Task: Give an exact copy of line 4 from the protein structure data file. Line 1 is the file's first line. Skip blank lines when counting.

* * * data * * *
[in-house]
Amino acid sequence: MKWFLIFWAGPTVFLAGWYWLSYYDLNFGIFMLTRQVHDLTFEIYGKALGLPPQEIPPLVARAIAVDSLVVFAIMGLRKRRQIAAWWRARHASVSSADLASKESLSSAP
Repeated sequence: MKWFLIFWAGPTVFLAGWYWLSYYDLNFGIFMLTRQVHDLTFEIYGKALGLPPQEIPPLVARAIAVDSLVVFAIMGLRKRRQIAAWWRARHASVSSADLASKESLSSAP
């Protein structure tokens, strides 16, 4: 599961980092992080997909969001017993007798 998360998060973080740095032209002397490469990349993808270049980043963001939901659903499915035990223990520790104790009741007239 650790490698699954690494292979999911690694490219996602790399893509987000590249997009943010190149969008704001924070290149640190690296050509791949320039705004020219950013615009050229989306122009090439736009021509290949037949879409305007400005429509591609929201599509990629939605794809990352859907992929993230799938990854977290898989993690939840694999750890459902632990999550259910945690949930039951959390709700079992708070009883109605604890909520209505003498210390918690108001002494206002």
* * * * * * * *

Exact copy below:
């Protein structure tokens, strides 16, 4: 599961980092992080997909969001017993007798 998360998060973080740095032209002397490469990349993808270049980043963001939901659903499915035990223990520790104790009741007239 650790490698699954690494292979999911690694490219996602790399893509987000590249997009943010190149969008704001924070290149640190690296050509791949320039705004020219950013615009050229989306122009090439736009021509290949037949879409305007400005429509591609929201599509990629939605794809990352859907992929993230799938990854977290898989993690939840694999750890459902632990999550259910945690949930039951959390709700079992708070009883109605604890909520209505003498210390918690108001002494206002």